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Identity theft case leads to public ire

SOCIAL justice and fairness are at the heart of the public's concern over a story about a former police officer who "sent" his daughter to university under the name of her classmate.

China Youth Daily reporter Liu Wanyong, who broke the story, said: "Why do people care so much about it? I think this reflects the public pursuit of social justice and fairness."

Despite criticism of the national college entrance exams, many people believe the system is the fairest for both economic and social advancement, Liu said yesterday.

Former police officer Wang Zhengrong and his daughter Wang Jiajun have been criticized after the newspaper first reported the story on Monday. The story has stayed in the headlines for most of the week and become a hot topic in online forums.

Wang Zhengrong is being investigated and Wang Jiajun's university diploma is set to be revoked. However, Luo Caixia, whose identity was used by the Wangs, still can not get a teaching certificate because of the identity theft.

Luo, 23, now a student at Tianjin Normal University, first noticed something was wrong in March when she applied for a bank card. A clerk said her ID card had already been registered with the picture of another girl, who looked like her high school classmate Wang Jiajun.

It reminded Luo of a similar case in which she was told she could not apply for a teaching certificate because her ID number had been used.She reported to police, who confirmed her name was used by Wang Jiajun after her parents mailed her some group photos taken at high school.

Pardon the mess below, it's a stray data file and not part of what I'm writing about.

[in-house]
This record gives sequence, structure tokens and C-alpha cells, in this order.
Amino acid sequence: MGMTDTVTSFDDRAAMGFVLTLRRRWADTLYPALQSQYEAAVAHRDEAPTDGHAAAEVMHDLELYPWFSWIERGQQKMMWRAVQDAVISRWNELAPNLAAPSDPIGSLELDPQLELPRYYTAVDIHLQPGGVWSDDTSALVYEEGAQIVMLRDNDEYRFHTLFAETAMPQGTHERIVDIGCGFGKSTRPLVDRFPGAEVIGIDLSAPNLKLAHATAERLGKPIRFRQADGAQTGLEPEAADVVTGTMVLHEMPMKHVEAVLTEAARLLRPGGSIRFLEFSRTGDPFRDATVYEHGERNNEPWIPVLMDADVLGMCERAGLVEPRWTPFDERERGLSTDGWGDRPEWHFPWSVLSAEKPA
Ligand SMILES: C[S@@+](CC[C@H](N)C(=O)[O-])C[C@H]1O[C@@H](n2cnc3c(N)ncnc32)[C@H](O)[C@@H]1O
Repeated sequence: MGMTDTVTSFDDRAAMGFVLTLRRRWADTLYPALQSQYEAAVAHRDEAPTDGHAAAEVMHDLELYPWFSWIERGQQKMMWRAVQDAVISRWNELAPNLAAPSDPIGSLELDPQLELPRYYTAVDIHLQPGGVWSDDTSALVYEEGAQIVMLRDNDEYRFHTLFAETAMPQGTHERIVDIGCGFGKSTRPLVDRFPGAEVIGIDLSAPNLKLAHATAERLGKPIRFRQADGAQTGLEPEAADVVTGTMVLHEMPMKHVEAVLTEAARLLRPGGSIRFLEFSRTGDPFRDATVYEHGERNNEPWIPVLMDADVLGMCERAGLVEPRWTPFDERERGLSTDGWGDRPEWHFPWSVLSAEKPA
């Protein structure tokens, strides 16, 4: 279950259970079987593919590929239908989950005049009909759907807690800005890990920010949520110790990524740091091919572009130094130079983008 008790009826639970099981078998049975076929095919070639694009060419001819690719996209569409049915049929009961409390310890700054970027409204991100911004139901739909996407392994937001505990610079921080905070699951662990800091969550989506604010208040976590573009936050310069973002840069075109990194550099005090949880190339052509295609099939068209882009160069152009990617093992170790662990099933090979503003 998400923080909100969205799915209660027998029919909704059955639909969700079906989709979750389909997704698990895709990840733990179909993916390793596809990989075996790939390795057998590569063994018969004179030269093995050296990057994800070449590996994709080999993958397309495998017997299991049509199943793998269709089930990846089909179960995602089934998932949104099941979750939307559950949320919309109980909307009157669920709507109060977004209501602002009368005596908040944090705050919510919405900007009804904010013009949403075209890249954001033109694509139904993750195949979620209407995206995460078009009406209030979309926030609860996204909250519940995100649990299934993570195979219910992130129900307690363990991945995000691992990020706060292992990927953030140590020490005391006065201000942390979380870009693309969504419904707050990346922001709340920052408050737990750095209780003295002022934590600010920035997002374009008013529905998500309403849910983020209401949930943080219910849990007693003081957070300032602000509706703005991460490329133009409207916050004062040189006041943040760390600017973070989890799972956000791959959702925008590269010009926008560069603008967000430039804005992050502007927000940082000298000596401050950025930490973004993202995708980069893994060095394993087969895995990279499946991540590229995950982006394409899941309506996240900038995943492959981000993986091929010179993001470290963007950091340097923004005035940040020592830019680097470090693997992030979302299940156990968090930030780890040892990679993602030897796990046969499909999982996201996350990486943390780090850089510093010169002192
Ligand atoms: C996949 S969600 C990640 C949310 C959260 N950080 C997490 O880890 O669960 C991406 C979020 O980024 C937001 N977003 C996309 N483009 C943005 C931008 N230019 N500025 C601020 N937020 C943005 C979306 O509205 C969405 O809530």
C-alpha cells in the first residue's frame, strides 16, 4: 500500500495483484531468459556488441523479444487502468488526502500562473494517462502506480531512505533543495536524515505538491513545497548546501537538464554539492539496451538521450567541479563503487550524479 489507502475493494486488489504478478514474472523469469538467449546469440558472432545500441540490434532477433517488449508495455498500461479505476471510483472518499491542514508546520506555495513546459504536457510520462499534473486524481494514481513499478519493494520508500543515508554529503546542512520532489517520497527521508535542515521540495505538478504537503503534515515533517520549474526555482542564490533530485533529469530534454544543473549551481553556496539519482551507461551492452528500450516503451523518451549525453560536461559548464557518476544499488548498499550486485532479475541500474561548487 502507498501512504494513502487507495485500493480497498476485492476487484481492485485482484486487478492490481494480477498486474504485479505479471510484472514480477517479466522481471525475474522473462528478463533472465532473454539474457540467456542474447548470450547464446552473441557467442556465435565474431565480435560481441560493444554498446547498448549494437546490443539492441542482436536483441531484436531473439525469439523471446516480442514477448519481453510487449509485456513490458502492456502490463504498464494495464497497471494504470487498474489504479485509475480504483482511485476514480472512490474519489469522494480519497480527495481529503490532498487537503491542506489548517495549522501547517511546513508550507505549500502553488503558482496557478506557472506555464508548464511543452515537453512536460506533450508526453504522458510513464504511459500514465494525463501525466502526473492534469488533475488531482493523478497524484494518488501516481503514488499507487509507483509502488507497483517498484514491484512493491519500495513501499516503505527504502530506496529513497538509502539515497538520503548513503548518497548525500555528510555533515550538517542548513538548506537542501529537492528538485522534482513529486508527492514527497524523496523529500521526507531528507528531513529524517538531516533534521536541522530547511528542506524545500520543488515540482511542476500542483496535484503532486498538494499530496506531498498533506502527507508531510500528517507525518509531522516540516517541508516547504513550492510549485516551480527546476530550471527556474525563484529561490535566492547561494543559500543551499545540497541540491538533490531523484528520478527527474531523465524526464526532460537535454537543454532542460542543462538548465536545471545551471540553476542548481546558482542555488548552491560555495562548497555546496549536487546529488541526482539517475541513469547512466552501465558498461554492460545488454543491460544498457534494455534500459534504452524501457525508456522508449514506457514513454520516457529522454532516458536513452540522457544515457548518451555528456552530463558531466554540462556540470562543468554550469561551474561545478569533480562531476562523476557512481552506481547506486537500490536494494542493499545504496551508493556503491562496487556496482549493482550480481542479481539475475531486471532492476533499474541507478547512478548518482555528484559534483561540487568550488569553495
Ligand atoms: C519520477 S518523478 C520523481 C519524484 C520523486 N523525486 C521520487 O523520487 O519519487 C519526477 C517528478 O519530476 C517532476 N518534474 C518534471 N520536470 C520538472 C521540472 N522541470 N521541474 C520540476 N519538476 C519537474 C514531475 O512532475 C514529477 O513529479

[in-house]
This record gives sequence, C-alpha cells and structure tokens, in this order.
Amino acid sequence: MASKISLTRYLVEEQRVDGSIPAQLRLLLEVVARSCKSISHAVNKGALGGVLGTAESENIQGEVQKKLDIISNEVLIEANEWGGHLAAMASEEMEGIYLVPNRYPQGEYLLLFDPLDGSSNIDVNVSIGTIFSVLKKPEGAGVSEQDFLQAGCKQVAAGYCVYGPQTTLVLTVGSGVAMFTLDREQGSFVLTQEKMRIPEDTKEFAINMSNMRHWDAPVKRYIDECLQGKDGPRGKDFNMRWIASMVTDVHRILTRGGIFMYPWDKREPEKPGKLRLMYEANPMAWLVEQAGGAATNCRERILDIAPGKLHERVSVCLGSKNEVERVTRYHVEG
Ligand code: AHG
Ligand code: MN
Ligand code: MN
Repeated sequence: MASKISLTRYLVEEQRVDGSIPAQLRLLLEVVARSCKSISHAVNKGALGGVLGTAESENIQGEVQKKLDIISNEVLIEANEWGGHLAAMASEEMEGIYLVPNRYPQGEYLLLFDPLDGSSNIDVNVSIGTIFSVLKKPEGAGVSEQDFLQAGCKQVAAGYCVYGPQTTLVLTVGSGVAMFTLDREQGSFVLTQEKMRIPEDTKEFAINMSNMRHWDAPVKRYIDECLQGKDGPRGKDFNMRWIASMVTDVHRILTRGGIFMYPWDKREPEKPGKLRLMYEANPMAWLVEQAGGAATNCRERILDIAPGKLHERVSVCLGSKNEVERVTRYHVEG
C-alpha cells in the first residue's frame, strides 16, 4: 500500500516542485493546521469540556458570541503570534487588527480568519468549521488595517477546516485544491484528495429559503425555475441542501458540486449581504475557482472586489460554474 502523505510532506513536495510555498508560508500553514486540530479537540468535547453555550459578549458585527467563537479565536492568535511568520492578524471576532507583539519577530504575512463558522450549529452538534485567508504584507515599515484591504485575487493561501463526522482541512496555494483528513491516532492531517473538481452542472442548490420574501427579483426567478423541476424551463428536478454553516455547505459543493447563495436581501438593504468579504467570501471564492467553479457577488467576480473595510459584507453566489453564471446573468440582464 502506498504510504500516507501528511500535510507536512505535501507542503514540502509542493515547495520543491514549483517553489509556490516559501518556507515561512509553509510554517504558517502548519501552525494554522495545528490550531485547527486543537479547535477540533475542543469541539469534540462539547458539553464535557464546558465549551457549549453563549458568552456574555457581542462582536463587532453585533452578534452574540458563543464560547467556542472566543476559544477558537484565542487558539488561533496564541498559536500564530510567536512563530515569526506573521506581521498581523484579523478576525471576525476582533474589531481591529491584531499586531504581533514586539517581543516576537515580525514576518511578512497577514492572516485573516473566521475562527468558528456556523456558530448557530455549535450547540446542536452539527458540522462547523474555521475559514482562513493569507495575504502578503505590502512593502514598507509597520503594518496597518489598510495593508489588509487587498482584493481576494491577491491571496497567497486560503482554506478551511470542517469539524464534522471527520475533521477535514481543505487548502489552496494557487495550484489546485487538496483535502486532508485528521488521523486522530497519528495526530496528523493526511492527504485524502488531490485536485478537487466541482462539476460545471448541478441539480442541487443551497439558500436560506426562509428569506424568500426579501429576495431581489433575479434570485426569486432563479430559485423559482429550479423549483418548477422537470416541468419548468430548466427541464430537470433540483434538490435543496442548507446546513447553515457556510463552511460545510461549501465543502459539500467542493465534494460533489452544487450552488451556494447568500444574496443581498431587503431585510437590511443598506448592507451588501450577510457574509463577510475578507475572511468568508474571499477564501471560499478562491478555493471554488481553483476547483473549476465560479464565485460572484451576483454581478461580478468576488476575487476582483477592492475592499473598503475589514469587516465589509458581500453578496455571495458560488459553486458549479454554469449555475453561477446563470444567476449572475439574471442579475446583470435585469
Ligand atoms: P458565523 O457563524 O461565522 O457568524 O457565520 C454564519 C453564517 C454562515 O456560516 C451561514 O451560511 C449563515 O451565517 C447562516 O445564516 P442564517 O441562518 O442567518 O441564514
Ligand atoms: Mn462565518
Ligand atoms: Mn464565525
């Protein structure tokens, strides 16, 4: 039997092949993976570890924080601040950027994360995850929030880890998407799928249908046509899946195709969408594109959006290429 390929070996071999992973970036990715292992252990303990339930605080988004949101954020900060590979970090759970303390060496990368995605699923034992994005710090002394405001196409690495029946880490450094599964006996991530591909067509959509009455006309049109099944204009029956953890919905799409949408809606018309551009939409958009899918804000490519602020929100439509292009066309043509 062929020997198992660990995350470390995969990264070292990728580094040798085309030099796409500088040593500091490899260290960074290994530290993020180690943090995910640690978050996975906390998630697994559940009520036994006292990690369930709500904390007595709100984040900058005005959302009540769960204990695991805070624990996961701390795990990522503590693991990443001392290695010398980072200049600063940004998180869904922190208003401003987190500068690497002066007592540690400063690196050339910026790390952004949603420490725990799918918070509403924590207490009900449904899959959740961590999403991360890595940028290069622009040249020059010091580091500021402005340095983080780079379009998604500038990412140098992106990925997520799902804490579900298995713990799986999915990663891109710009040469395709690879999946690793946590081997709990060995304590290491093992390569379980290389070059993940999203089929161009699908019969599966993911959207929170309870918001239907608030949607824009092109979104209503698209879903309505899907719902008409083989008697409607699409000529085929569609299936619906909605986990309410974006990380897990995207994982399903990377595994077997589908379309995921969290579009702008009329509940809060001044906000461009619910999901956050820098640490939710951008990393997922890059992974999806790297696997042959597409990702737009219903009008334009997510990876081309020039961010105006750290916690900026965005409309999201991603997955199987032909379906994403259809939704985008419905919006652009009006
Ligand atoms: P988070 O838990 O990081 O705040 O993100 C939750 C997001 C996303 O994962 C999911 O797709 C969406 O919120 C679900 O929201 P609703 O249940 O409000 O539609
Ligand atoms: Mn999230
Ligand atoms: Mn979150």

Luo scored a respectable 514 on the college entrance exam in 2004. However, she did not receive any admission letter from a college or university. She took the exam again the following year and entered Tianjin Normal University.

However, Guizhou Normal University did send Luo an admission letter in 2004, but it was intercepted and landed in the hands of Wang Jiajun. She graduated from the Guizhou Province university last year.

Luo still wonders why.

"I have asked myself many times why they chose me?" Luo said. "Is it because my parents are farmers and have no connections?"

The Wangs would not have succeeded if the rule of law was followed, said Li Qiang, dean of the School of Humanities and Social Sciences at Tsinghua University.


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